This Example demonstrates that the inventive pan release agent made it possible to store bread at room temperature for 60 days without mold growth, while the NOVAMYL® maintained the softness of the bread over time. The bread baked using only the Standard Pan Oil began to mold 27 days after baking, while the samples baked with the 10% Cassia Pan Release Agent did not mold after more than 60 days.

Example 2

Stability of Liquid Pan Release Agent

In this procedure, an inventive pan release agent was prepared, and then allowed to sit to test the stability of the pan release agent for extended storage periods. The pan release agent was prepared by mixing 50 grams of Cassia oil with 450 grams of Sprafilm (Caravan Ingredients, Inc.; Lenexa, Kans.) in a 700 mL glass beaker, equipped with a stir bar. The ingredients were mixed for 5 minutes until a homogenous mixture was formed. The oil and SpraFilm were at 72° F. before mixing. The resulting mixture was then transferred to a glass jar, capped with a lid, and allowed to sit under ambient conditions (72° F.). A jar of SpraFilm was used as a control. After 76 days, a photograph of the two jars was taken (FIG. 4). It can be seen that the inventive pan release agent is stable and there is no separation of the ingredients after 76 days. This is an improvement over existing mold inhibiting agents, that will fall out of solution in traditional pan release oils.

Example 3

Cupcakes Prepared with Inventive Solid Pan Release Agent

In this procedure, yellow cupcakes were prepared using the ingredients in Table 11 below, and then baked using an inventive pan release agent.

TABLE 11 Batter-based formulation Grams Yogurt Cake BaseA 640 Eggs (Liquid) 224 Soy Oil 192 Water 144 Total 1200 AGranulated Sugar, Enriched Bleached Flour, Vegetable Shortening, Food Starch- Modified, Cultured Yogurt, Sodium Bicarbonate, Sodium Aluminum Phosphate, Salt, Wheat Gluten, Whey, Sodium Steroyl Lactylate, Mono-Diglycerides, Xanthan Gum, Guar Gum, Cellulose Gum, Gum Arabic, Carrageenan, Buttermilk, Artificial Flavor, Sodium Caseinate, Spice, and Coloring (available from Caravan Ingredients).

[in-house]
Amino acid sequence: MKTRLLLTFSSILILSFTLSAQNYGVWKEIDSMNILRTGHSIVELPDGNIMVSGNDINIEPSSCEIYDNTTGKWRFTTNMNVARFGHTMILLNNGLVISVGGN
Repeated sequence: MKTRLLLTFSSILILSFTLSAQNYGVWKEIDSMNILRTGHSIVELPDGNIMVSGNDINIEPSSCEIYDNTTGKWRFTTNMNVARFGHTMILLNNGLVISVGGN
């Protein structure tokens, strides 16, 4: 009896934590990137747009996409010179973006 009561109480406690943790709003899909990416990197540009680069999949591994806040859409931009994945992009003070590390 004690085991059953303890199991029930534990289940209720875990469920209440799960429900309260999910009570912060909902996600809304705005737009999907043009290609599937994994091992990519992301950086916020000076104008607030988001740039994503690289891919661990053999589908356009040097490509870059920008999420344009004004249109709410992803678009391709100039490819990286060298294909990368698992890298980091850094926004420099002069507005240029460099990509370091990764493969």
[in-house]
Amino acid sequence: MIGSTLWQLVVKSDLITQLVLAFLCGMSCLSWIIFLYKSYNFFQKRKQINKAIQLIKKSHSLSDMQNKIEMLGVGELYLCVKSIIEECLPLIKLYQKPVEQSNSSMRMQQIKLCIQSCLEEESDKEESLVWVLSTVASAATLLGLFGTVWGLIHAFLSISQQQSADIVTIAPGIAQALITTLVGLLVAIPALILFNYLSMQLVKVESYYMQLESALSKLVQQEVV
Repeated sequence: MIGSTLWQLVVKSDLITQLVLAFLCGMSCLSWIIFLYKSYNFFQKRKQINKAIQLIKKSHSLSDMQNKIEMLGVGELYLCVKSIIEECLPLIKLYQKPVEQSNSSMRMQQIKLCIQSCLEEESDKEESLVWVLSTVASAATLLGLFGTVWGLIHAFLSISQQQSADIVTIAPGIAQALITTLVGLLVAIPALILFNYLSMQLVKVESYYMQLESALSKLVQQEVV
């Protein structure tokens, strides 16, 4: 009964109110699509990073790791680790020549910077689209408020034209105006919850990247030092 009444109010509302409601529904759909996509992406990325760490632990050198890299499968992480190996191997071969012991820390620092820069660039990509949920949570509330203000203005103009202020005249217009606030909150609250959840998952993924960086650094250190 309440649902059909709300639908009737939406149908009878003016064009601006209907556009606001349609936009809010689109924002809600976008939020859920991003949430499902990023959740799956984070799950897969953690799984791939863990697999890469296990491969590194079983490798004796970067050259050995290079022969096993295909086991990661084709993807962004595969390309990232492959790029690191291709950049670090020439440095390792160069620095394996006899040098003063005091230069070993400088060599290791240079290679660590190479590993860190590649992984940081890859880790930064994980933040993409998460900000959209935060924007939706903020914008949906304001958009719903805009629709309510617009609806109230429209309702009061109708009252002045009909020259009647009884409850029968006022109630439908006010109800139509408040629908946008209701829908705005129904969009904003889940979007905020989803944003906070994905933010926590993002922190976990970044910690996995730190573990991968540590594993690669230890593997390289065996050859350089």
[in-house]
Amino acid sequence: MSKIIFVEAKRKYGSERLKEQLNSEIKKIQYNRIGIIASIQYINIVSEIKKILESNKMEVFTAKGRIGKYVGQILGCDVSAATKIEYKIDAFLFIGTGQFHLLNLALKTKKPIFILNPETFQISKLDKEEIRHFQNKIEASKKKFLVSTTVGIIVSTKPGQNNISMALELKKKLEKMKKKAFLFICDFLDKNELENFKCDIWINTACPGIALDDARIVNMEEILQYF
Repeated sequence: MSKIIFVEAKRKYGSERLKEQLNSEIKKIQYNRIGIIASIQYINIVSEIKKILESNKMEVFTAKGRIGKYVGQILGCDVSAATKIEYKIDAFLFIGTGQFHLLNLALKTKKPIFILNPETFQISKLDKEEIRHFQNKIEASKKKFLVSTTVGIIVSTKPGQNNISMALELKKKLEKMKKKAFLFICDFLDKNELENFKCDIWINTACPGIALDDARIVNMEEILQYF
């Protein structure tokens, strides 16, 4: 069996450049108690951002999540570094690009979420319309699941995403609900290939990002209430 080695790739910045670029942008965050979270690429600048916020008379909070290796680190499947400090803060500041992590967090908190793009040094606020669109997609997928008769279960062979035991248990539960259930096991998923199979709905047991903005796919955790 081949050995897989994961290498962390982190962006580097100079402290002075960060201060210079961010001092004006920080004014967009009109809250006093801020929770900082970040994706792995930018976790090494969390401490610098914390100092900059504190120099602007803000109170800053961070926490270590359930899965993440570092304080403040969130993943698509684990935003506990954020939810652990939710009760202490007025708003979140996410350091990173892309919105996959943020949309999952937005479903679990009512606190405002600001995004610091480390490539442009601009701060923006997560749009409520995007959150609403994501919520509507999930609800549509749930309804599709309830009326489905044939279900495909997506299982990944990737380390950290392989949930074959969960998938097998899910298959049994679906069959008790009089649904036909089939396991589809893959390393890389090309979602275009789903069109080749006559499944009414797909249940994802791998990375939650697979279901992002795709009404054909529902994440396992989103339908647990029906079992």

To prepare the batter, the cake base and eggs were added to a 5 qt. Hobart mixer with a paddle attachment, and mixed on the 1st speed (low) for 1 minute, and then on the 2nd speed (high) for 3 minutes. While mixing on low for 1 minute, the soy oil and water were then added. The sides of the bowl and paddle were scraped with a rubber spatula, and then the batter was mixed for an additional 3 minutes on low. The batter was scaled to 40 g into cupcake pans that had been greased by brushing with either standard SpraShort cake release compound (from Caravan Ingredients, Inc.), or one of the inventive Cassia Oil/SpraShort release agents, formulated according to the ingredients in Table 12, below. The cupcakes were baked at 350° F. for 12 minutes. After baking, the cupcakes were cooled on a cooling rack for 15 minutes, and then individually bagged in Ziploc® bags. The cupcakes were stored at room temperature (˜72° F.) and observed for mold growth. After 28 days at room temperature, the cupcakes were moved to a hotbox at 80° F. to accelerate the shelf-life study.

TABLE 12 Inventive Pan Release Agents 5% Cassia Oil/SpraShort Cassia Oil  15 g SpraShort 285 g Total 300 g 10% Cassial Oil/SpraShort Cassia Oil  30 g SpraShort 270 g Total 300 g

To prepare the pan release agent, the SpraShort was melted to 145° F. in a 700 mL glass beaker while stirring with stir bar. The Cassia oil was added to the beaker and mixed to combine. While stirring, the mixture was cooled in an ice bath to 75° F., and then used to grease the cupcake pans.

Mold was observed on all of the control cupcakes that were baked using the standard SpraShort release agent after 21 days. Cupcakes baked with the 5% and 10% Cassia oil/SpraShort release agent remained mold free for more than 40 days. The results are provided in FIG. 5, and in Table 13 below, which shows the number of cupcakes out of a total of 6 for each test that showed mold on the indicated day of testing.

TABLE 13 Results No Internal Preservative Standard 5% Cassia Oil 10% Cassia Oil Day SpraShort SpraShort SpraShort Day 21 2 0 0 Day 22 2 0 0 Day 23 2 0 0 Day 24 3 0 0 Day 25 3 0 0 Day 26 3 0 0 Day 27 3 0 0 Day 28 3 0 0 Day 29 3 0 0 Day 30 3 0 0 Day 31 3 0 0 Day 32 3 0 0 Day 33 3 0 0 Day 34 3 0 0 Day 35 3 0 0 Day 36 3 0 0 Day 37 3 0 0 Day 38 3 0 0 Day 39 3 0 0 Day 40 3 0 0